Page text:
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Convolutional Neural Network (CNN) in Tensorflow

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  • Difficulty Level : Easy
  • Last Updated : 02 Mar, 2022
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It is assumed that the reader knows the concepts of Neural Networks and Convolutional Neural Networks. If you are sure about the topics please refer to Neural Networks and Convolutional Neural Networks.

Building Blocks of CNN:

Convolutional Neural Networks are mainly made up of three types of layers:

  • Convolutional Layer: It is the main building block of a CNN. It inputs a feature map or input image consisting of a certain height, width, and channels and transforms it into a new feature map by applying a convolution operation. The transformed feature map consists of different height, width, and channels based on the filter_size, padding, and stride.

Python3




import tensorflow as tf
  
conv_layer = tf.keras.layers.Conv2D(
    filters, kernel_size, strides=(1, 1), padding='valid',
    data_format=None, dilation_rate=(1, 1), groups=1, activation=None,
    use_bias=True, kernel_initializer='glorot_uniform',
    bias_initializer='zeros', kernel_regularizer=None,
    bias_regularizer=None, activity_regularizer=None, kernel_constraint=None,
    bias_constraint=None, **kwargs
)


  • Pooling Layer: Pooling layers do the operation of downsampling, where it reduces the size of the input feature map. Two main types of pooling are Max Pooling and Average Pooling.

Python3




import tensorflow as tf
  
max_pooling_layer = tf.keras.layers.MaxPool2D(
    pool_size=(2, 2), strides=None, padding='valid', data_format=None,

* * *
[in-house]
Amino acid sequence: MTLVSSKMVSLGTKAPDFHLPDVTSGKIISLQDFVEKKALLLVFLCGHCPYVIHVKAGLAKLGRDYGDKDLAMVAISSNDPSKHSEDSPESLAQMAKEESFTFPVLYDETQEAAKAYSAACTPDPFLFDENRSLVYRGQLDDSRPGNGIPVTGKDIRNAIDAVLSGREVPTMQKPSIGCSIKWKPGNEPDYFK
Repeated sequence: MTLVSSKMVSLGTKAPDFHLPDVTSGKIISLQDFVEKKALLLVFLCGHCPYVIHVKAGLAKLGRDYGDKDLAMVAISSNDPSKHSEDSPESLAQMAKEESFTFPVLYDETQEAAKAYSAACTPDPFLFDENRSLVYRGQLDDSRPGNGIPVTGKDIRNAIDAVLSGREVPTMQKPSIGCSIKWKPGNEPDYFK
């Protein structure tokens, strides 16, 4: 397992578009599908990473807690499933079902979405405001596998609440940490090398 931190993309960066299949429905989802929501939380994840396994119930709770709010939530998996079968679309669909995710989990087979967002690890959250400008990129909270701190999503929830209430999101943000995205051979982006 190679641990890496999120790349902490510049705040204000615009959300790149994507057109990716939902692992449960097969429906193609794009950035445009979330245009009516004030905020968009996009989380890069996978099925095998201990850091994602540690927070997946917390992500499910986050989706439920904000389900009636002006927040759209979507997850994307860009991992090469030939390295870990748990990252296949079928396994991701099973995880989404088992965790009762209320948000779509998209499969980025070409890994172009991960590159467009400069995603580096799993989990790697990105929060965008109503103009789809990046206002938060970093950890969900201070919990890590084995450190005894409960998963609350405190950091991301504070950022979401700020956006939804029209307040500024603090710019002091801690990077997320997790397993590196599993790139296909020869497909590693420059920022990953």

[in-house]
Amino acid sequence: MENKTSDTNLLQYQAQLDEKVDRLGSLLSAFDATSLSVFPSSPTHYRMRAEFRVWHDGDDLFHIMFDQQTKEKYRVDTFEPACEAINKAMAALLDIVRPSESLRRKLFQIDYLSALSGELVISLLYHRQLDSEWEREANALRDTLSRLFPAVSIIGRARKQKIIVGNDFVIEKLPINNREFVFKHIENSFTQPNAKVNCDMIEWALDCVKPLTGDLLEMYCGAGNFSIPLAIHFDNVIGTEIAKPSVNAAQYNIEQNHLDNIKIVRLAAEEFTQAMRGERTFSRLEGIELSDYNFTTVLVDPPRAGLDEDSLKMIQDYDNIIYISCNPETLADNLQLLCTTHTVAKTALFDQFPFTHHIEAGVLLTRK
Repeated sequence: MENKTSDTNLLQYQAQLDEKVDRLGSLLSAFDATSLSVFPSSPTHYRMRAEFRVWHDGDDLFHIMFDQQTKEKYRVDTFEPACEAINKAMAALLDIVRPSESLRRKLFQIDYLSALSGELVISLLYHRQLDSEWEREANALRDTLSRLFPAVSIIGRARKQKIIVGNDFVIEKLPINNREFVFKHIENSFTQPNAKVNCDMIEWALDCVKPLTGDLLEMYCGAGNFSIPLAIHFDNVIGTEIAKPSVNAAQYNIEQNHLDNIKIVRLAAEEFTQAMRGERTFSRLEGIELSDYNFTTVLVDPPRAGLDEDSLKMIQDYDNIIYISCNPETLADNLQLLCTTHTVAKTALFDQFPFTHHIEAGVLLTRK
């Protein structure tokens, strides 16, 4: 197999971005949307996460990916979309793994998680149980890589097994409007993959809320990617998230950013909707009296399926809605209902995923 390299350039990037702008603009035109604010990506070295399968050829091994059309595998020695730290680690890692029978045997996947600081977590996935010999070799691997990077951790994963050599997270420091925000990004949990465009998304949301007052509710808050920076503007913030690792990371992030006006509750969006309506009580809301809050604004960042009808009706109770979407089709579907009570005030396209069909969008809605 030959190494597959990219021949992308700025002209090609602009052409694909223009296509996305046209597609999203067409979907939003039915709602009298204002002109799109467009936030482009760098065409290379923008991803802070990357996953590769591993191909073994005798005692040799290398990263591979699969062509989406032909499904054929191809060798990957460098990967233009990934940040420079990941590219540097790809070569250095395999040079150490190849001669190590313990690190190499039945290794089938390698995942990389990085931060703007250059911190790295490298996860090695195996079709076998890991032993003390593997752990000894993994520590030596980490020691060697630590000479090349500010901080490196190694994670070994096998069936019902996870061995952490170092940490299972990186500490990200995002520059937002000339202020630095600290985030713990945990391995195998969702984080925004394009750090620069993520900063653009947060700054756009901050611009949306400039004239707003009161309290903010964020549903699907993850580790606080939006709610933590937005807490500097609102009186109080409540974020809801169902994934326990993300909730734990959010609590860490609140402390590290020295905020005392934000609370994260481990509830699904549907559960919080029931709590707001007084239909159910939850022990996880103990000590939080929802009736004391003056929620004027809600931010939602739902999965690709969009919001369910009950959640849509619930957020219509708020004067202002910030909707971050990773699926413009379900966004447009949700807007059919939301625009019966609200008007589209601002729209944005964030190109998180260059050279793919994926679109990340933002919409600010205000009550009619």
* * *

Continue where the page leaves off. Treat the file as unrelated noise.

**kwargs
)
  
avg_pooling_layer = tf.keras.layers.AveragePooling2D(
    pool_size=(2, 2), strides=None, padding='valid', data_format=None,
    **kwargs
)


Note: This article is mainly focused on image data. The suffix 2D at each layer name corresponds to two-dimensional data (images). If working on different dimensional data please refer to TensorFlow API.

  • Fully-Connected Layer: Each node in the output layer connects directly to a node in the previous layer.

Python3




import tensorflow as tf
  
fully_connected_layer = tf.keras.layers.Dense(
    units, activation=None, use_bias=True,
    kernel_initializer='glorot_uniform',
    bias_initializer='zeros', kernel_regularizer=None,
    bias_regularizer=None, activity_regularizer=None, kernel_constraint=None,
    bias_constraint=None, **kwargs
)


Here we have seen the basic building blocks of CNN, so now let’s see the implementation of a CNN model in TensorFlow.

Implementation of LeNet – 5:

LeNet – 5 is a basic convolutional neural network created for the task of handwritten digit recognition for postal codes.

  • Loading MNIST Dataset: MNIST Dataset consists of 60,000 train images and 10,000 test images of shape 28 * 28.

Python3




from tensorflow.keras.datasets import mnist
(X_train, y_train), (X_test, y_test) = mnist.load_data()